By minimizing ISO, you also minimize digital noise, thus the "cleaner" photos I referenced above. Notice how a low ISO rendered the shot above clean and crisp.
The trickiest setting of them all for fireworks photography is the shutter speed.
On the one hand, you want to be able to capture the full explosion of the fireworks, which means a long exposure.
On the other hand, because they're so bright, fireworks can easily cause your images to be overexposed.
A good place to start is by putting your camera in Bulb Mode and using your camera remote to hold the shutter open for 2-3 seconds, or just long enough to capture the initial explosion of fireworks and the aftermath as they fade in the sky.
If you find that the image is too bright, you can use negative exposure compensation to darken it, or you can try a smaller aperture to reduce the amount of light entering the lens.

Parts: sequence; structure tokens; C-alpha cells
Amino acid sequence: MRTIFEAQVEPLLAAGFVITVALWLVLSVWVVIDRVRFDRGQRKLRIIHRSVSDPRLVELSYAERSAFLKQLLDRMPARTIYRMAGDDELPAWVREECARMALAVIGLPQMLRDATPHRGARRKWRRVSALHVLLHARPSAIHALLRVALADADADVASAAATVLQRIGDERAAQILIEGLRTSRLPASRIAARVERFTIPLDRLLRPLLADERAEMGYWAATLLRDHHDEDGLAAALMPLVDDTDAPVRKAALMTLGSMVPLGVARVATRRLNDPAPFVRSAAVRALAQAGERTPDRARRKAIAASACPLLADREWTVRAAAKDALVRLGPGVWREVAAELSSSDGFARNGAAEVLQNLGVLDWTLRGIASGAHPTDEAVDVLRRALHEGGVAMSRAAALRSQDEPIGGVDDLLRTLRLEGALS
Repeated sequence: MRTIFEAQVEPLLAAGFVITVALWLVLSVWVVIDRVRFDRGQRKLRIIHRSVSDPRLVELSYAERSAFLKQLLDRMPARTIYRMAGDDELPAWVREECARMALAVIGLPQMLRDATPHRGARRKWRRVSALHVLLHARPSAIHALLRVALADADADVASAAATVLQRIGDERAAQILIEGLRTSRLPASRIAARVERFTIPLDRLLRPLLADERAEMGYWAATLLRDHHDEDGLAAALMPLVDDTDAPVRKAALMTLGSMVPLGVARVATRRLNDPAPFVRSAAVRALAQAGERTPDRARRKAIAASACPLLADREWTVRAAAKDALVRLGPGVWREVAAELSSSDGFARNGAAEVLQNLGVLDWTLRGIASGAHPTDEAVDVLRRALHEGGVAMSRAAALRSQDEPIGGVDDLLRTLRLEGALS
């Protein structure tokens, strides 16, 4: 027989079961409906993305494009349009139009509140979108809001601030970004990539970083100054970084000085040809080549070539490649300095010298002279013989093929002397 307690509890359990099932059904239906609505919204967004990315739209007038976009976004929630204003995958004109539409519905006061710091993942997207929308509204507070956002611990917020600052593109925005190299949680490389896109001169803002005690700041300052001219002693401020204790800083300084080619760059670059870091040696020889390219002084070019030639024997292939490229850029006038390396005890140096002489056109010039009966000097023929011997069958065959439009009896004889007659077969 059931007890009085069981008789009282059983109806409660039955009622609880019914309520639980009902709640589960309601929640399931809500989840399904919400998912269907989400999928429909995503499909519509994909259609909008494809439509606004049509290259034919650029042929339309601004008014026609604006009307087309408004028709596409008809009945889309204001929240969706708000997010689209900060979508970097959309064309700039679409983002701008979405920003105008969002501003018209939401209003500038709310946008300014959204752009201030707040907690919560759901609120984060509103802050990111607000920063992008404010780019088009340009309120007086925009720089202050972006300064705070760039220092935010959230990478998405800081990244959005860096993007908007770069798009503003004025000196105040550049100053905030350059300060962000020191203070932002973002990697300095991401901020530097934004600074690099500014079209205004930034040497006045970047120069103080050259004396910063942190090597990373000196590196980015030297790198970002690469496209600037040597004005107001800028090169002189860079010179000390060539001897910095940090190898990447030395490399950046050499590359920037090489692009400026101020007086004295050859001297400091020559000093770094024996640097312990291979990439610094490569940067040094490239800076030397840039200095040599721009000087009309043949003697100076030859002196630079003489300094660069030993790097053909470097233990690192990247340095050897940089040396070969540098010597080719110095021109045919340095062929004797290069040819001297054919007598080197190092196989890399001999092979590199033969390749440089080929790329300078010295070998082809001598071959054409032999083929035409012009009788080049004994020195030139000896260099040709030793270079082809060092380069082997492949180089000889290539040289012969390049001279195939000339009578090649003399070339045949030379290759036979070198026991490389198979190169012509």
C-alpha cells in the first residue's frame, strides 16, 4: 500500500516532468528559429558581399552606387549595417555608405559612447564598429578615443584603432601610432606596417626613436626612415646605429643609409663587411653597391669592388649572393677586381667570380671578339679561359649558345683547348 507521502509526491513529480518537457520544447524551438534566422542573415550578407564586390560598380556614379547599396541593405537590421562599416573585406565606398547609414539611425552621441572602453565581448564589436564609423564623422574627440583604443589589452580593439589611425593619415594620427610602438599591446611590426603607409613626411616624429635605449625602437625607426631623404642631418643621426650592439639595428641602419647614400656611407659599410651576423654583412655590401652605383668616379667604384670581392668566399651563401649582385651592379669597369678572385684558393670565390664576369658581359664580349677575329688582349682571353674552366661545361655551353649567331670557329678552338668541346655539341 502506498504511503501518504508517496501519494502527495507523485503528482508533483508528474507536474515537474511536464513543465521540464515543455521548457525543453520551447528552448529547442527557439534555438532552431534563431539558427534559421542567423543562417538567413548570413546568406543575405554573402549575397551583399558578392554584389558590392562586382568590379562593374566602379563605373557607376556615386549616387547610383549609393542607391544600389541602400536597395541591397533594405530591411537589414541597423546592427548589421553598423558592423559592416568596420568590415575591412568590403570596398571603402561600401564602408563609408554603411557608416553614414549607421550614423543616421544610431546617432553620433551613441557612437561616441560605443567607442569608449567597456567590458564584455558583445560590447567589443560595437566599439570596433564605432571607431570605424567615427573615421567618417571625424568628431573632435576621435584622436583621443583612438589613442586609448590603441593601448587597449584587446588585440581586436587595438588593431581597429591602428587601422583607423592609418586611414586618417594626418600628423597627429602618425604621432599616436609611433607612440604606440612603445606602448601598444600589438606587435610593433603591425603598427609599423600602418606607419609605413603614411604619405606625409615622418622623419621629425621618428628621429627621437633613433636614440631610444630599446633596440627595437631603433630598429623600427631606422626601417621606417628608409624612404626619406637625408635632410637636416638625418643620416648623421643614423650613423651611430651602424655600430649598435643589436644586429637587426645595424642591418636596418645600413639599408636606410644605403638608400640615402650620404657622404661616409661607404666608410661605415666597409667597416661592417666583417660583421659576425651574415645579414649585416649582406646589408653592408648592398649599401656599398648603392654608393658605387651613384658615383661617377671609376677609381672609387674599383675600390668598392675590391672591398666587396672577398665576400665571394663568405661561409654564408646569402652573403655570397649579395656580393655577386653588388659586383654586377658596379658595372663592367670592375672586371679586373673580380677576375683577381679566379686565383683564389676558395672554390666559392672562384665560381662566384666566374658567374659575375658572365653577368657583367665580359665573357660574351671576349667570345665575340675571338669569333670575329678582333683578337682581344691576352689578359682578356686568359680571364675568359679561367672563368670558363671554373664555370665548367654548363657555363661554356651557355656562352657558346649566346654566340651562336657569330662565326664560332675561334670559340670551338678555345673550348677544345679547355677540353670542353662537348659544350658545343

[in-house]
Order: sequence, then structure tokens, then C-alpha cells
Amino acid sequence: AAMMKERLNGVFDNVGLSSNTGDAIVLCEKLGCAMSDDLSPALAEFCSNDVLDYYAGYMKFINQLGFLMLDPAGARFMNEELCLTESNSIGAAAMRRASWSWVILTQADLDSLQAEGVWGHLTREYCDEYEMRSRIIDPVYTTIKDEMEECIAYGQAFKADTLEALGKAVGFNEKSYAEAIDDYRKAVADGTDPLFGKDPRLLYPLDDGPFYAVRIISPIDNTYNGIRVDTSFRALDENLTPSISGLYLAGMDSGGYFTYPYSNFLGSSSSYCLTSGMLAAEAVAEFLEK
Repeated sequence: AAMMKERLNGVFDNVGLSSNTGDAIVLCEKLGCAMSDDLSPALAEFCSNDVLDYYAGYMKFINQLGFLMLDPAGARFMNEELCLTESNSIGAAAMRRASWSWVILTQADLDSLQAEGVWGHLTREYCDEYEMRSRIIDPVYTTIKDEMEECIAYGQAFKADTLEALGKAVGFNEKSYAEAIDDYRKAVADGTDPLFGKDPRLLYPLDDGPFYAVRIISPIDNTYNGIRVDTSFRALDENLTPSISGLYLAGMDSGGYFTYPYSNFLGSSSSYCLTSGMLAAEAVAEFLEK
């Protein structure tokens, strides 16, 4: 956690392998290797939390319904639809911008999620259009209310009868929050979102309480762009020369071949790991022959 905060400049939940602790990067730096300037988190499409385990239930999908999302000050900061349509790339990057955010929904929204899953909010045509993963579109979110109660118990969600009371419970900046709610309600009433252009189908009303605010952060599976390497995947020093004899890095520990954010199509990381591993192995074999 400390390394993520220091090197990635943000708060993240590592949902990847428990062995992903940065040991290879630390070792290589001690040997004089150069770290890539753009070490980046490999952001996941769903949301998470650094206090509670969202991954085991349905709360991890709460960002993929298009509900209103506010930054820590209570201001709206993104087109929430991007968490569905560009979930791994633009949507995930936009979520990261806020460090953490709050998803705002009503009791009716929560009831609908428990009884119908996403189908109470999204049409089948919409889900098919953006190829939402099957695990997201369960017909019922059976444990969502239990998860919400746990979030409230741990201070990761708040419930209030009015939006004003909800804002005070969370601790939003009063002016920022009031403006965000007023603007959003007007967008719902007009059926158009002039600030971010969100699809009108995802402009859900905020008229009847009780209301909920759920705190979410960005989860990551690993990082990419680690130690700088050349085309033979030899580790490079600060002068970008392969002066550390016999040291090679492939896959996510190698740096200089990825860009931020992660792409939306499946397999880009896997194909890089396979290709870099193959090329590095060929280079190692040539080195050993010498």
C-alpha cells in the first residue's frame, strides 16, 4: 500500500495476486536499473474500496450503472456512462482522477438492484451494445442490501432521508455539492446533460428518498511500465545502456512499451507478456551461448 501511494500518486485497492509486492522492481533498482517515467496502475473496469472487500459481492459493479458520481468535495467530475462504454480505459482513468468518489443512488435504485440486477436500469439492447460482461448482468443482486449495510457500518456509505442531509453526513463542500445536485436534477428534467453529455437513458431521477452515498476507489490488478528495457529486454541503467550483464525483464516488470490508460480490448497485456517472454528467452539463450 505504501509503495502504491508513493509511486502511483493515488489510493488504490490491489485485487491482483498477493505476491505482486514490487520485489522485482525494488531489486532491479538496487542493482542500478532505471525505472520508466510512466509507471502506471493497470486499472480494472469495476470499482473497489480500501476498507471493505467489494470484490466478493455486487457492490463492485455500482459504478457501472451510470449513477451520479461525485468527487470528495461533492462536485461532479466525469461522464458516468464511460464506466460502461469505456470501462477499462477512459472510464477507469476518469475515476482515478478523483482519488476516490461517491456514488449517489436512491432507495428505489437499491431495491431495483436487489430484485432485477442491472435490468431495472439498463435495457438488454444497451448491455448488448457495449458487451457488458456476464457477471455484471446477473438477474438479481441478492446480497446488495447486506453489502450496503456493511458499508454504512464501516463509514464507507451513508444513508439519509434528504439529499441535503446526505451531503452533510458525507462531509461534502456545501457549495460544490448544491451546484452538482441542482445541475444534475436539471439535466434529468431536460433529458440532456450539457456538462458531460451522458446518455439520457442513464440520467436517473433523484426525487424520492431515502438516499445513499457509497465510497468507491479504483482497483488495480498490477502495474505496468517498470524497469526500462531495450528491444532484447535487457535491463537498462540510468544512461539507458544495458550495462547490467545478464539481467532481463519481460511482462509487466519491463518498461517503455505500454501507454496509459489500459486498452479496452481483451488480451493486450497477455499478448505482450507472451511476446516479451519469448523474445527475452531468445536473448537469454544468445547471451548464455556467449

For a couple of different methods of getting well-exposed images of fireworks, check out the video above by Tony and Chelsea Northrup.
Composing the Shot
The final element of getting good photos of fireworks is to frame and compose the shot in a way that enhances the look and feel of the fireworks.
Naturally, a lot of this has to do with getting the timing just right, too.
I can't really help you with timing as that's a skill you'll need to hone by practicing.
But there are a few composition tips I can give you to make a better shot of fireworks more likely.
Think About the Context of the Scene
As beautiful as fireworks can be, photos of them on their own can be a bit boring.
As a result, it's usually a better option to give some context to the scene.
By that, I mean you should strive to incorporate some foreground and background elements into the shot.
Looking at the image above, the inclusion of the Golden Gate Bridge in the foreground and the city lights in the background adds a lot of interest to the shot.
To get shots like this, you need to plan where you'll set up your camera, ensure you have an unobstructed view, and make note of where the fireworks will be exploding in the sky.